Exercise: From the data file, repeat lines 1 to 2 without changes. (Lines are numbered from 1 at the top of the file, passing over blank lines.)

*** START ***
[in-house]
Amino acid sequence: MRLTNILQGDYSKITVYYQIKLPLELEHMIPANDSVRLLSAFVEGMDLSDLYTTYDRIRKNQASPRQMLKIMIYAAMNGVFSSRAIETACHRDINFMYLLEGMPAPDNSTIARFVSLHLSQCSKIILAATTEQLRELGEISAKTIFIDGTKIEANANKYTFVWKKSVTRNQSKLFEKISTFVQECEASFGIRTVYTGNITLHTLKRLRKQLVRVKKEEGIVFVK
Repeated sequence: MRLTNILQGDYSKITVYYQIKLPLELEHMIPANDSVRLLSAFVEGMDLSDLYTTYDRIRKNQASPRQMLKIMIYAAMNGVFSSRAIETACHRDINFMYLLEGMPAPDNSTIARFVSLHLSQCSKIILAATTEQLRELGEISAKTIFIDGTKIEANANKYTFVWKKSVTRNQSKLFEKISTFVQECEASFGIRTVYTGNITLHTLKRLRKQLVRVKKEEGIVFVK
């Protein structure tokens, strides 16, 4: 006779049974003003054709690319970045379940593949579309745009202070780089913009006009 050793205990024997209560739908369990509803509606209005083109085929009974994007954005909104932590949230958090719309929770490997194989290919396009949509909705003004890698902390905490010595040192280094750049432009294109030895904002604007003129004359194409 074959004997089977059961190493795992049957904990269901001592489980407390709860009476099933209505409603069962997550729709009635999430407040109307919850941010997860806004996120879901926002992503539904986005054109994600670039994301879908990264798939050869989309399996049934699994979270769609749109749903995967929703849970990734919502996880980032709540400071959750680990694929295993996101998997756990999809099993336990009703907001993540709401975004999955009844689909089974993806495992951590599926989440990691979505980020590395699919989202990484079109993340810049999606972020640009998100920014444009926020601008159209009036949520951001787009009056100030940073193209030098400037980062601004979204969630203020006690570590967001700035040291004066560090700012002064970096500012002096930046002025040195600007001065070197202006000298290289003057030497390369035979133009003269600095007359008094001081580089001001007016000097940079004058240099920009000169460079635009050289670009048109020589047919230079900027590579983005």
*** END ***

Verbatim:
[in-house]
Amino acid sequence: MRLTNILQGDYSKITVYYQIKLPLELEHMIPANDSVRLLSAFVEGMDLSDLYTTYDRIRKNQASPRQMLKIMIYAAMNGVFSSRAIETACHRDINFMYLLEGMPAPDNSTIARFVSLHLSQCSKIILAATTEQLRELGEISAKTIFIDGTKIEANANKYTFVWKKSVTRNQSKLFEKISTFVQECEASFGIRTVYTGNITLHTLKRLRKQLVRVKKEEGIVFVK